We also hear the excuse that “dangerous” religion is merely the prop of those who wish to gain political or economic advantage, to defend or advance their power. Violent struggle, enduring discrimination, and brutal judgment may be justified in sacred texts and tradition, but according to this line of reasoning they derive primarily from the political, social, and psychological needs of the central group. People distort religion, taking advantage of its ability to motivate and mobilize. These claims have merit, but religion is not an innocent bystander. It is an integral part of human nature and a powerful influence in society, playing important roles in the unfolding of history. Even as a force used by others in harmful ways, the power of religion requires critical attention. This is not to claim that religion is more prone to violence than secular ideologies, a myth that William Cavanaugh rightly challenged for the ways it ignores or justifies the violence of the nation-state. This book is simply trying to grapple with religion’s role.
I am not persuaded by scholars, like those in the new atheist camp, whose overreaching accusations identify religion as the cause of all destructive human behavior. Pointing to sacred text and history, they associate all forms of religion with obscurantism, superstition, violence, and oppression. Nor do I embrace the conclusions of social scientists who, in trying to understand the religious impulse, explain it away entirely. Marx reduced it to the temporarily necessary illusion resulting from an oppressive class structure, and Freud to a “universal obsessional neurosis” that humanity should outgrow. Religious belief is surely affected by class and power structures, and it meets certain psychological needs, but such catalysts can tell only part of the story. These dismissive analyses share the assumptions that religion is somehow detachable from human experience and that the world would be better off if we simply eliminated it completely. Even if one embraced the goal, religion is deeply inscribed within human experience, making its erasure highly unlikely.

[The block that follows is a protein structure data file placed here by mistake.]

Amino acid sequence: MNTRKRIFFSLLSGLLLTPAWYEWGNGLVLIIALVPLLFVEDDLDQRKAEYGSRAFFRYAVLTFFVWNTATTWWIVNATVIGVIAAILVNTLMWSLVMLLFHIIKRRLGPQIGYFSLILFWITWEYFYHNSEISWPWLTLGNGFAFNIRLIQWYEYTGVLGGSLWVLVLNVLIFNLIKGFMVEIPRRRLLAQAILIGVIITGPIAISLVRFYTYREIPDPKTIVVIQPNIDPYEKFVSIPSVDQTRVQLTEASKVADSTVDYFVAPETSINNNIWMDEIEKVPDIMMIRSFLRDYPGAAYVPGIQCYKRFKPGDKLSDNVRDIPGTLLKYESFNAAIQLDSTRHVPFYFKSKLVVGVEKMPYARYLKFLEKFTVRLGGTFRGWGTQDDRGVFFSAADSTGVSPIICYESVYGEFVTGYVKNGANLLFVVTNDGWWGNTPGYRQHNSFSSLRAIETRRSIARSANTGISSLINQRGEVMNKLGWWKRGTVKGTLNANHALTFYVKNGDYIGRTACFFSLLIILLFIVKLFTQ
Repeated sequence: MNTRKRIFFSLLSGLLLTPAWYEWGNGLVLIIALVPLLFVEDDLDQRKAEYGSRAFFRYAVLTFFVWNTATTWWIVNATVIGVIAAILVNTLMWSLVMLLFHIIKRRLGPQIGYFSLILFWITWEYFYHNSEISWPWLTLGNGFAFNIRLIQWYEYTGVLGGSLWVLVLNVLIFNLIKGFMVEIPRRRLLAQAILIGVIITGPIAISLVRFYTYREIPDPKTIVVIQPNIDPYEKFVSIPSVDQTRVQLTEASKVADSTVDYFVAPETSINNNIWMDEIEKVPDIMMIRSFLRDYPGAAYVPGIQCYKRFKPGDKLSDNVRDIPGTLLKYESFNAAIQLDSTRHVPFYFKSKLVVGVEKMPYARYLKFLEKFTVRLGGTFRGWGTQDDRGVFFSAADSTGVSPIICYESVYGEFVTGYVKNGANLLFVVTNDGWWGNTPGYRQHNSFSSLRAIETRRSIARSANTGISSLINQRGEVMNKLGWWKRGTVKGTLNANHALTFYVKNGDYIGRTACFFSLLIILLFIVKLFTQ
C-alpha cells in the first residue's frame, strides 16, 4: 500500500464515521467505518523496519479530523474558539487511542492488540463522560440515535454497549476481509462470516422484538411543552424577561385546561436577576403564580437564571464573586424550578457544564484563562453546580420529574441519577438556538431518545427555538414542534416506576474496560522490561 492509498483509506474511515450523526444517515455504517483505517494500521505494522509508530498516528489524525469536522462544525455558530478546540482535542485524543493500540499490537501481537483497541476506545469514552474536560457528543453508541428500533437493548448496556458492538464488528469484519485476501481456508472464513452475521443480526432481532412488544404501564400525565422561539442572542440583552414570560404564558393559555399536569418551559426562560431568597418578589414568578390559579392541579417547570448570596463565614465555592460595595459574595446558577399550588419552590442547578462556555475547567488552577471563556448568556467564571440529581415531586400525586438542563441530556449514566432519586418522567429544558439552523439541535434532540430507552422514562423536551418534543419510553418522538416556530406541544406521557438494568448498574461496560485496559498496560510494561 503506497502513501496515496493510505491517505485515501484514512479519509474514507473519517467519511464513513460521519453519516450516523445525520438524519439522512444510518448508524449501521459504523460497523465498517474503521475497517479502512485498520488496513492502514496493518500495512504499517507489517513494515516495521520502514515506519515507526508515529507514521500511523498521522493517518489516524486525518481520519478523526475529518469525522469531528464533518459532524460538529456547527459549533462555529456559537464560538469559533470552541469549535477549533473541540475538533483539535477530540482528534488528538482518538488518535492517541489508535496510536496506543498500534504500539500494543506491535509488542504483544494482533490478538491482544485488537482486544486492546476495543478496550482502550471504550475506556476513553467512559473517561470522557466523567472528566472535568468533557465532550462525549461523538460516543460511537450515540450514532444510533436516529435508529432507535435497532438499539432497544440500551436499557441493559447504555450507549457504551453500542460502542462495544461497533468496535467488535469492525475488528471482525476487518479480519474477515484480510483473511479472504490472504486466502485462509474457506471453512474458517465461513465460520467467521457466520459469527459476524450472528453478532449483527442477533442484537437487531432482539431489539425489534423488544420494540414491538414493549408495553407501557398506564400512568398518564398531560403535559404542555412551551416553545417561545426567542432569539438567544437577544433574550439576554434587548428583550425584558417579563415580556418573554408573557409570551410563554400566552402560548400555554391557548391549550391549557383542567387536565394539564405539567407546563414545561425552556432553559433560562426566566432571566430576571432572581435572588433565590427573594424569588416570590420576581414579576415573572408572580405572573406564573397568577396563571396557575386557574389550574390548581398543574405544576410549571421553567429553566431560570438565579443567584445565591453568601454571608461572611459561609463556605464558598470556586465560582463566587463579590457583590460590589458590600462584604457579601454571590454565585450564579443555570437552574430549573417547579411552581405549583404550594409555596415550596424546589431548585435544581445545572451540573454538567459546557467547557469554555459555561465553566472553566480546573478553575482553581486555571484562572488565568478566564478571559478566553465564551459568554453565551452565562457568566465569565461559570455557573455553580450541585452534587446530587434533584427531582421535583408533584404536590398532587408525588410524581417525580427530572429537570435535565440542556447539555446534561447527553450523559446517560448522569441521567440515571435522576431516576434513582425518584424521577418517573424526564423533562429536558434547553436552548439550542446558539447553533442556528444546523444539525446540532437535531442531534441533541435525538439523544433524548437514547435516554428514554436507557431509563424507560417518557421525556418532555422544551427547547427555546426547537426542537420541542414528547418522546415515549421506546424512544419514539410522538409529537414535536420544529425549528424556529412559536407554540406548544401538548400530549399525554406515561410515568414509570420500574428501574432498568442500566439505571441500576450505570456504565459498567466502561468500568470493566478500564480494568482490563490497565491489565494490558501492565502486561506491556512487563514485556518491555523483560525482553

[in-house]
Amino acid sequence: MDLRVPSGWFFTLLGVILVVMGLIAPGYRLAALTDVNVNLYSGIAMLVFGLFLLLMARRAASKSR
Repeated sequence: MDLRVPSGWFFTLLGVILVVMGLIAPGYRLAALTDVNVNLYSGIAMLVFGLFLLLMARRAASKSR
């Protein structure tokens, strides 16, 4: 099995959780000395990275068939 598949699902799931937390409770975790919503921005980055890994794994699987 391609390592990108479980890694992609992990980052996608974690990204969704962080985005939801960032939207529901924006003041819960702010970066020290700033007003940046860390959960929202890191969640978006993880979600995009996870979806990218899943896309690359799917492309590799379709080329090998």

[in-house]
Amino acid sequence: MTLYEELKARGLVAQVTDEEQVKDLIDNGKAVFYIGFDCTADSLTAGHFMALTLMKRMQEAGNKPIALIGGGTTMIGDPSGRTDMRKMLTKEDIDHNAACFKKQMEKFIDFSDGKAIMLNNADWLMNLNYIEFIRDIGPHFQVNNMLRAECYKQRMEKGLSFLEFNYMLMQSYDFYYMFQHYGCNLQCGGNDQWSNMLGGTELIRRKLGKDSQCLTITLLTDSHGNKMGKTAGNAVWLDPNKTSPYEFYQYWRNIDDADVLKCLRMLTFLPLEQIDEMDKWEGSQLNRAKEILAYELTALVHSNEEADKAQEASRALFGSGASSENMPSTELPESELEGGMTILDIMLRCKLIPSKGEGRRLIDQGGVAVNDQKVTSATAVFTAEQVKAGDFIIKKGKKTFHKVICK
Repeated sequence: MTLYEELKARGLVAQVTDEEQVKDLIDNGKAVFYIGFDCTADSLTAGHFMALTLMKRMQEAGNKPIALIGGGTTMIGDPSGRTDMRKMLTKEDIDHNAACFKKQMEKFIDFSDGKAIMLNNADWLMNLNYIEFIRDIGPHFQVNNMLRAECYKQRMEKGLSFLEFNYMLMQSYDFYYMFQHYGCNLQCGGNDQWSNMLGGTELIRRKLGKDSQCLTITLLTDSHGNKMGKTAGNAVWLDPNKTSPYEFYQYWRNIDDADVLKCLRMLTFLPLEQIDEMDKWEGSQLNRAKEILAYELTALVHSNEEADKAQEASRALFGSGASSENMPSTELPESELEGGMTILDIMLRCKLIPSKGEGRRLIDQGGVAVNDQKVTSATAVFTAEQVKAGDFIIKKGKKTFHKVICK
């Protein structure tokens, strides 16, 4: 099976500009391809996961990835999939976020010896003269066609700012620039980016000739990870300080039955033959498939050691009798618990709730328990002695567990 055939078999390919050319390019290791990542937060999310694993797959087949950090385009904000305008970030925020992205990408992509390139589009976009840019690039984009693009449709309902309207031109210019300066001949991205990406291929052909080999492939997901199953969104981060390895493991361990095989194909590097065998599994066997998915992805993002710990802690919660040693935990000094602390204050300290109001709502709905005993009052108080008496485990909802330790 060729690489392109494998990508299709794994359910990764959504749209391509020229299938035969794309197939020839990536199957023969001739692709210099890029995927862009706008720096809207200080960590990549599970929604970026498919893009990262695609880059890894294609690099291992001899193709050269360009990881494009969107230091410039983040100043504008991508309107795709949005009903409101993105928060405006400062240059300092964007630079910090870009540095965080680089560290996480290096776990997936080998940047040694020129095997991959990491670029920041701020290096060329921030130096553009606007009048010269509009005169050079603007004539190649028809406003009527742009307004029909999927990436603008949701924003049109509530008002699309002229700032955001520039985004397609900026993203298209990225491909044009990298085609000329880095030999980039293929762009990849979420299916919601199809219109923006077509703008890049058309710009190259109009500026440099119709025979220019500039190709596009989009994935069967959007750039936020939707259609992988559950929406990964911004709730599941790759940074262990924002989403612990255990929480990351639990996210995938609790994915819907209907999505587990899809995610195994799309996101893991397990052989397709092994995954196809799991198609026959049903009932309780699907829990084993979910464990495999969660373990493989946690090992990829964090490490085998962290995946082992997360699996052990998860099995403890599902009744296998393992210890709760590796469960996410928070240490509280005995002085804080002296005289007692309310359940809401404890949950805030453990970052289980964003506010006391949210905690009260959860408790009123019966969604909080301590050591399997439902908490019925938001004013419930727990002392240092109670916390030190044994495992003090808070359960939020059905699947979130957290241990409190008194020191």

By insisting that dangerous religious ideas are not limited to extremists, I attempt to reckon with the harm committed in God’s name and to refine religion in a crucible of critical inquiry. There have been many efforts to shed the dangerous dross while preserving the transformative power of religious concepts; this book explores, celebrates, and expands upon them. Yet in some elemental way, the productive and destructive materials of religious thought are bound together. To take the analogy one step further, the purest states of metals and ideas are not found in nature; they are always blended with other substances that are integral parts of how they come to be. What makes religion a powerful force for good is toa large extent the same as what makes it potentially dangerous.